Bunnahabhain Warehouse Tasting Tour

When visiting a distillery, it’s a must to take at least one tour, but being encamped at Bunnahabhain for a day during their Feis Ile celebrations I had the opportunity to experience another type of tour.

Rewind to the Bunnahabhain Feis Ile Day Tripper event and a glorious summer’s day on Islay. After the engaging and thoroughly informative distillery tour, we were now in the hands of Iain Shaw for the warehouse event. Things opened with the revelation that given the age of the warehouses on site, which date from the 1890’s, our original host wasn’t deemed safe for our cask exploration. Needless to say all the warehouses I visited on site seemed to be traditional dunnage, filled to the brim with casks. Bunnahabhain is so busy nowadays they’ve had to utilise storage space at Port Ellen. That’d make for an interesting special edition surely?

Our host kicked off the tour with a couple of anecdotes, providing insight into the daily routine of a warehouseman and his own background. We were then taken around the warehouse with plenty of information being provided regarding cask types and the inventory on each floor. A chance to nose some particularly impressive casks before discussing their history was welcome. The atmosphere was thick with maturation and appreciation.
I always feel at home within a warehouse, it’s my favourite part of any tour especially when it’s a traditional setting such as Bunnahabhain. As you can see from some of the photographs that accompany this article, it seems time has stood still here and I’m thankful for it. Our group had mixed emotions leaving the warehouse but with the promise of a bountiful tasting just a stone’s throw away, any disappointment was soon lost.
Our tasting offered the voyage of three different full maturation casks still in the Bunnahabhain warehouse. The red wine cask was available as the bottle-your-own option via the distillery shop or a convenient 20cl option already pre-bottled. Given the considerable quantity of whisky on offer during our Day Tripper event, I passed the opportunity to engage with each dram at the tasting table. Instead, I preferred to take these on the ferry home for a more in-depth appreciation devoid of any prior consumption.
7 year old, red wine cask, 60.3% vol, 2ppm
Colour: cinder toffee
Nose: very buttery is my initial thought. Dried cranberries and oranges. Tobacco leaves, honey and its beneath this the cask has delivered raspberries, figs, golden syrup and strawberry jam.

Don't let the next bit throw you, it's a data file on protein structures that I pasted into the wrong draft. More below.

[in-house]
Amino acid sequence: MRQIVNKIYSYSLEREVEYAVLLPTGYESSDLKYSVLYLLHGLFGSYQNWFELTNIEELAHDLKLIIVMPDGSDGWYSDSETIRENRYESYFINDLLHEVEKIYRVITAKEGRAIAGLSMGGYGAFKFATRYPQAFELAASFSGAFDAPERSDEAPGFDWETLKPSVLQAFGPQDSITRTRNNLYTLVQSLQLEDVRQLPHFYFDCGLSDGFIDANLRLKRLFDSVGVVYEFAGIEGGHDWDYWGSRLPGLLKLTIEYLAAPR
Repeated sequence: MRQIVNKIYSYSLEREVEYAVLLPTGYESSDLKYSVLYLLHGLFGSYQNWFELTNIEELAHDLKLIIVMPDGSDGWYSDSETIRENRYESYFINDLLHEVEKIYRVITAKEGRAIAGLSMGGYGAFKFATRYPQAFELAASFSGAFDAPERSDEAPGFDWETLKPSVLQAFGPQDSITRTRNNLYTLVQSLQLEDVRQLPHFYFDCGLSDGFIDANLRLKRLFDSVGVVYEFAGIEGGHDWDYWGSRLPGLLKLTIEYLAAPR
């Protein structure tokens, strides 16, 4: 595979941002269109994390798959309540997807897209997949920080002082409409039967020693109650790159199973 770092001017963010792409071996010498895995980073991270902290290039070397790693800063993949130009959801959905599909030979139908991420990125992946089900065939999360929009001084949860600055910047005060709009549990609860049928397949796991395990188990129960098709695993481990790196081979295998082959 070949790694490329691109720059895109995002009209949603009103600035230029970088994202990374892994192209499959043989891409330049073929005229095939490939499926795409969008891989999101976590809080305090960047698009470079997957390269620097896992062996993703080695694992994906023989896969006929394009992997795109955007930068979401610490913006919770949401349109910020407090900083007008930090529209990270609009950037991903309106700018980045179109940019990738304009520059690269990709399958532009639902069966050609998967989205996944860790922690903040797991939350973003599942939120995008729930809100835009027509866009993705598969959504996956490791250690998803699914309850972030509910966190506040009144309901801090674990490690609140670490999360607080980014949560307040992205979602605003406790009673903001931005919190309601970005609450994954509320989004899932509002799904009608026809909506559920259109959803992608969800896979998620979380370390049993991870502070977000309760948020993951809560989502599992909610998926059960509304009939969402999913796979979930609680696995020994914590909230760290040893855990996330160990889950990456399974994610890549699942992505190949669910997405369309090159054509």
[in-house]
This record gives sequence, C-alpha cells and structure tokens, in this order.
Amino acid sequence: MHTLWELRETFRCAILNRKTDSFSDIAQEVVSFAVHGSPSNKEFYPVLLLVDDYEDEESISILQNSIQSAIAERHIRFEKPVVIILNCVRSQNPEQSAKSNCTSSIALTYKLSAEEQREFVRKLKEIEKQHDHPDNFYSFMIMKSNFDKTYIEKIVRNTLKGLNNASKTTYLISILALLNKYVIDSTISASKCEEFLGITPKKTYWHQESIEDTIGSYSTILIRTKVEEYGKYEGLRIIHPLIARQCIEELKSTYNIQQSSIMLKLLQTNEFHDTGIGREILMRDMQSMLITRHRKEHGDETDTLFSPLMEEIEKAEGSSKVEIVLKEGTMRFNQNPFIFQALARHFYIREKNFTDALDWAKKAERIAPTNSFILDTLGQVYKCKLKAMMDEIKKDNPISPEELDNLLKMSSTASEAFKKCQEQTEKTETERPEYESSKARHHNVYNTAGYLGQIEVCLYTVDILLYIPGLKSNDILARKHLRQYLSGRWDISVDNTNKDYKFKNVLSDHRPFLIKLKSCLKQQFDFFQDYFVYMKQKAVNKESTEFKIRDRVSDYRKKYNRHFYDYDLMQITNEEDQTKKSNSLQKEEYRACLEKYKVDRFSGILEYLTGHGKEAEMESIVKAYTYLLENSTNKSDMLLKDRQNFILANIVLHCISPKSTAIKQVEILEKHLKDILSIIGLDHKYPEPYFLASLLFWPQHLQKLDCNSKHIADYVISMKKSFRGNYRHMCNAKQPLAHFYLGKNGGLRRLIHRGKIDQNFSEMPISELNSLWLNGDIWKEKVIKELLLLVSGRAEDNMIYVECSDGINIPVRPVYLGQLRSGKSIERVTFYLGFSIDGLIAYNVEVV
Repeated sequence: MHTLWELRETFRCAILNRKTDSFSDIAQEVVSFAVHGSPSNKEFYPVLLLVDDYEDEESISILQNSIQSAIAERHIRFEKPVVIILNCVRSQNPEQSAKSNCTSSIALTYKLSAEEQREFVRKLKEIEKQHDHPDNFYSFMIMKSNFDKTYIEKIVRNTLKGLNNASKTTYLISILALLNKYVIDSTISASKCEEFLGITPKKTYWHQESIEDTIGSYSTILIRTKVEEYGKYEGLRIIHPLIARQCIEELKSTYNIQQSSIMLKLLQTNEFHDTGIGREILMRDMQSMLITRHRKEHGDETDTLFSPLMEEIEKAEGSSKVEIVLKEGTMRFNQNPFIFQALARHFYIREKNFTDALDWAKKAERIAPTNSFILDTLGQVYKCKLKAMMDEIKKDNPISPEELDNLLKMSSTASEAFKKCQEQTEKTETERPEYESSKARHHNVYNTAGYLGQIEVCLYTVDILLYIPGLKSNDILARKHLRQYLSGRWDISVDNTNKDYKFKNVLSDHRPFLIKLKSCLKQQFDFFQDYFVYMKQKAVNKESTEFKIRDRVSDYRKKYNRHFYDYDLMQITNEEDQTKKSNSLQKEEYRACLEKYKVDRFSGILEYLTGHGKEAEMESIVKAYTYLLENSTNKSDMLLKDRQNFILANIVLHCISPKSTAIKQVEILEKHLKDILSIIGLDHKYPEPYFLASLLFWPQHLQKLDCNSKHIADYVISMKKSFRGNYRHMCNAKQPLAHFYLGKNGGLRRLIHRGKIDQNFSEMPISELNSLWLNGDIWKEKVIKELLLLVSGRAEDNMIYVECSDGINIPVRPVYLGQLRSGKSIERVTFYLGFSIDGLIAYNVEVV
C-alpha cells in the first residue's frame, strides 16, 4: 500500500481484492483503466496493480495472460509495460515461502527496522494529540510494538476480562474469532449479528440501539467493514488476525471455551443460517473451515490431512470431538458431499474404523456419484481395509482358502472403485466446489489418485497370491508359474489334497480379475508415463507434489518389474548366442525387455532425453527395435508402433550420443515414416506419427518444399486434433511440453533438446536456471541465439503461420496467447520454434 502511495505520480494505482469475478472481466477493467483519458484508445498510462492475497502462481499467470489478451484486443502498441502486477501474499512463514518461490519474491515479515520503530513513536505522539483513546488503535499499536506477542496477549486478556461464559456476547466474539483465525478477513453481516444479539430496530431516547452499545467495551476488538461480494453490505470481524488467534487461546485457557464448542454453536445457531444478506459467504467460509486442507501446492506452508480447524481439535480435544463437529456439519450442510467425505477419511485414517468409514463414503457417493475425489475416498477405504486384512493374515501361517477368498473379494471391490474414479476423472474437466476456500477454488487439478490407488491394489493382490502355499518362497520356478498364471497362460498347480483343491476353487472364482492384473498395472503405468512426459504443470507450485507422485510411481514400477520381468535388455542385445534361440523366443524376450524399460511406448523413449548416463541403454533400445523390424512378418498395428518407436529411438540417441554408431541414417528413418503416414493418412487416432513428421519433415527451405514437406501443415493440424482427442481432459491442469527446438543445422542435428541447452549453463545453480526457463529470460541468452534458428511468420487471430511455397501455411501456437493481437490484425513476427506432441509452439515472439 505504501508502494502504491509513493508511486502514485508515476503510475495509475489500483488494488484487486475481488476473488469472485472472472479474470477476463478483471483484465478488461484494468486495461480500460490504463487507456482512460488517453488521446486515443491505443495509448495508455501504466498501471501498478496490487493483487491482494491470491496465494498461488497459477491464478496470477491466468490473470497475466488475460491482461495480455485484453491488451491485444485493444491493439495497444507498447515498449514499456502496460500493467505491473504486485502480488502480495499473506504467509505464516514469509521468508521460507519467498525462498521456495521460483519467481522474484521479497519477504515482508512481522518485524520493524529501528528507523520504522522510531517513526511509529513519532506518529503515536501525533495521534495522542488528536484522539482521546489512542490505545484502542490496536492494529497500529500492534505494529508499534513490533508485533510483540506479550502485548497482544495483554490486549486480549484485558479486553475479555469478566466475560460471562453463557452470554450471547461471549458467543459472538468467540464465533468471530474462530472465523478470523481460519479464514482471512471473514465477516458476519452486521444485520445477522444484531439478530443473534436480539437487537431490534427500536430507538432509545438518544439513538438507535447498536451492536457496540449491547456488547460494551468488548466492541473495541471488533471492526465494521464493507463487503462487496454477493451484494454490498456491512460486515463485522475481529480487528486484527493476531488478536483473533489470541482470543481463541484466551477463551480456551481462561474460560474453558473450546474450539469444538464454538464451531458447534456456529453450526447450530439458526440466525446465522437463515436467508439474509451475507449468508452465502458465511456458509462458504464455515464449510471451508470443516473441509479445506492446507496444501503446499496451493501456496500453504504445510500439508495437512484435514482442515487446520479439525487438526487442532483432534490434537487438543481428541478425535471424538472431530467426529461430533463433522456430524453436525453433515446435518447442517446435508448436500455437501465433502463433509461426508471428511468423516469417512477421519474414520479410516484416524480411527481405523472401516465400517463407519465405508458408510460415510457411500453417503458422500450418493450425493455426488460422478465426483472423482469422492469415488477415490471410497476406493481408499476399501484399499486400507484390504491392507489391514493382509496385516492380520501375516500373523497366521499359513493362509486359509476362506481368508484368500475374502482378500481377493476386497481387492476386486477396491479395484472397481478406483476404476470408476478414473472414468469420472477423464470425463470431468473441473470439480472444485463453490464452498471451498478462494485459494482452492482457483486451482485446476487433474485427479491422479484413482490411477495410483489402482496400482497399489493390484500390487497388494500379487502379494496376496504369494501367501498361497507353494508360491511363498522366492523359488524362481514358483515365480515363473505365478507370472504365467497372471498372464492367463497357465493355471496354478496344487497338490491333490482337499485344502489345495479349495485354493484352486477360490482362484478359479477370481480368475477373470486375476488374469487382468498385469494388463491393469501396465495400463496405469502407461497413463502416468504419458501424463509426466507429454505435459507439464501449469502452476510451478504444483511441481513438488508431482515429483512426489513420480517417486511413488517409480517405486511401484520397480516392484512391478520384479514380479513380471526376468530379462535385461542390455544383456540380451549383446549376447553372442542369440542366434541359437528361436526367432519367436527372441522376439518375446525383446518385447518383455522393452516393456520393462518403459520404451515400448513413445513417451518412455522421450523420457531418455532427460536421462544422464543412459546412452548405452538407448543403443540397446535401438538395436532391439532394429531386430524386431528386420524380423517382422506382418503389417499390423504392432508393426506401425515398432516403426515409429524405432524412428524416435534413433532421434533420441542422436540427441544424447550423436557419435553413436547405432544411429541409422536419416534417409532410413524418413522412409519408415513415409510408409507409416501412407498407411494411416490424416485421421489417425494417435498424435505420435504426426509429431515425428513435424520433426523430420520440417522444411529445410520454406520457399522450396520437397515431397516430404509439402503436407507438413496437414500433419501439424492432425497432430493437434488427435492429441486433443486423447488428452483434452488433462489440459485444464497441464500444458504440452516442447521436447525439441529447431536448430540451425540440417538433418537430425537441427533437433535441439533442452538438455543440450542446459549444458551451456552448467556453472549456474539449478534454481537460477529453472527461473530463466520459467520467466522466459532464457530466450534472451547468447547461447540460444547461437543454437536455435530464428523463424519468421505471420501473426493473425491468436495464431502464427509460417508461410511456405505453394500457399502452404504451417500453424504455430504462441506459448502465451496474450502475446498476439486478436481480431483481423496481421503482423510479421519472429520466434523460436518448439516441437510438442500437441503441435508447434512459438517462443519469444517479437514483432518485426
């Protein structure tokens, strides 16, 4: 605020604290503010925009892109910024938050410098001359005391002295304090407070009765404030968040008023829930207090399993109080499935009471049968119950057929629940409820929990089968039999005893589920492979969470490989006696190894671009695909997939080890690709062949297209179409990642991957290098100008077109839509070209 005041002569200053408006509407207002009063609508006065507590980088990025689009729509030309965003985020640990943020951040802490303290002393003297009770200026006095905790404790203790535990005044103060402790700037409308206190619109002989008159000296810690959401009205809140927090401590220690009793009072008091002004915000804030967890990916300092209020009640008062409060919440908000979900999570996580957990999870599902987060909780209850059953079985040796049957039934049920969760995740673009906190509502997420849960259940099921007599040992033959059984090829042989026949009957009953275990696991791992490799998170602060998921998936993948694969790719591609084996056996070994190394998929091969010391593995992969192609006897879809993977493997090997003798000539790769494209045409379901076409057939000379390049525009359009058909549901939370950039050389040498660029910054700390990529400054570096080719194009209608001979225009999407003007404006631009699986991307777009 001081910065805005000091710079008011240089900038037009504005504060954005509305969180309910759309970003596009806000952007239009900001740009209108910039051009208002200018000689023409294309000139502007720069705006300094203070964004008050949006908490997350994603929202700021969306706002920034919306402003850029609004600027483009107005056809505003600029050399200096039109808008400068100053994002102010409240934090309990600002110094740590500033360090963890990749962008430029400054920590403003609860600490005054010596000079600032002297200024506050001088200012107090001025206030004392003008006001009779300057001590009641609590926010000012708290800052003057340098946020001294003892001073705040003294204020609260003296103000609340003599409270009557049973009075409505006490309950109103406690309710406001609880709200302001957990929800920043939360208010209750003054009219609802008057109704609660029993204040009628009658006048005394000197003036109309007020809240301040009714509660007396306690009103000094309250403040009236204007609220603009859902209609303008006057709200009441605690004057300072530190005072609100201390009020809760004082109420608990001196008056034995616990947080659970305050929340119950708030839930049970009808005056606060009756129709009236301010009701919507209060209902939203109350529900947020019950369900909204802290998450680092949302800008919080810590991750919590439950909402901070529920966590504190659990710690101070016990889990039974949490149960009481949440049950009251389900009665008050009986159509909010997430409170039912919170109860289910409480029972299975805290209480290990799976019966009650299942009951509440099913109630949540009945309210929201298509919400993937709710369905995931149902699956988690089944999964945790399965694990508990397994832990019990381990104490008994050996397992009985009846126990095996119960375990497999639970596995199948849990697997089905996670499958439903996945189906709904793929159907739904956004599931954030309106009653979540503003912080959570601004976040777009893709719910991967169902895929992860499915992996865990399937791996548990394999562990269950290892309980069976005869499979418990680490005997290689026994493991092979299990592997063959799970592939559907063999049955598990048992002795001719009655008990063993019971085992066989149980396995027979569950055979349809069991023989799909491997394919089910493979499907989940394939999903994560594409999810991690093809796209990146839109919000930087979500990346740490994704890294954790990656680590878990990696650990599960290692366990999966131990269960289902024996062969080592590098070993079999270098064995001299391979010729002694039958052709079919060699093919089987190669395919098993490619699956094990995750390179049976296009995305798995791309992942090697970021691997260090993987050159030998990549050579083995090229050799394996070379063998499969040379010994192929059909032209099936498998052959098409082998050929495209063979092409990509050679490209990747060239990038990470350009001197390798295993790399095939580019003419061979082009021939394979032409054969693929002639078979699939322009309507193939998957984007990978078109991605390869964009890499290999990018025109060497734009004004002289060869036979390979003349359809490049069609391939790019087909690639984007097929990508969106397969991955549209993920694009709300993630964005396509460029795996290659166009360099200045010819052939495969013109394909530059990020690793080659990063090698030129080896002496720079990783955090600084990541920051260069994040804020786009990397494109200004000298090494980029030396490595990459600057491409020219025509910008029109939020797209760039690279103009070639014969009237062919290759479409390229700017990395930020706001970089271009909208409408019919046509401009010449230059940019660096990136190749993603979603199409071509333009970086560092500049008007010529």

Taste: the red wine cask is more evident on the palate. More of the cranberries and oranges once again.  It’s drinkable at cask strength. Honey roasted nuts, digestive biscuits and more of that strawberry jam once again.
Overall: good fun and very enjoyable this offering. Not the rich raging wine cask you may have anticipated. There’s balance and a little depth on offer. Would be interesting to return to this in a few more years to see what’s next.

9 year old, Oloroso sherry butt, distilled 12th December 2007, 60.8% vol
Colour: a dark stout beer
Nose: we’re taken to a camp fire initially, filled with smoke and cigars. A pack of cola cubes is passed around with some cinnamon sweets and red liquorice. A cup of Bovril makes the rounds, a hot chocolate is also present. Raisins and maple syrup also make an appearance.
Taste: damp wood initially then a rich treacle, bitter dark chocolate with more spice with cinnamon and all-spice. A beefy quality and plenty of roasted coffee.
Overall: this is likely destined for a Moine release or that was the suggestion. I’d quite happy take it as it is just now. Big and bold without the range of some whiskies during the festival its an enjoyable ride for what it offers.
10 year old, Mazanilla sherry butt, 60.1% vol

Colour: a clutch of daffodils
Nose: porridge oats with golden syrup springs to mind, with a salty honey aspect. There’s vanilla and bacon fat, dark chocolate most certainly and coffee beans. A rugged aspect almost stone chippings along with liquorice, fudge and Black Jacks – an aniseed chewy sweetie for those unfamiliar with this British confectionary. With water, toffee comes through.
Taste: its full on from the cask. Blackcurrants, seaweed and a vegetative moss influence. A bitter dark chocolate bar. The cask gives us cloves and sultanas but its far from the sherry monster it may have been. Water brings out a rubbery aspect and a peppery cinnamon finish.
Overall: a meal in itself and certainly not for everyone. It shows how a sweet sherry cask can cope with a peaty new make spirit.

So there have it. The tour ends with a trio of enjoyable drams with my own favourite being the Oloroso 9 year old. We step outside for a few moments before it becomes clear it’s time to leave Bunnahabhain and the Feis Ile for another year. A coach awaits, then the ferry and then another bus back to Glasgow before a departure dram in the city centre.

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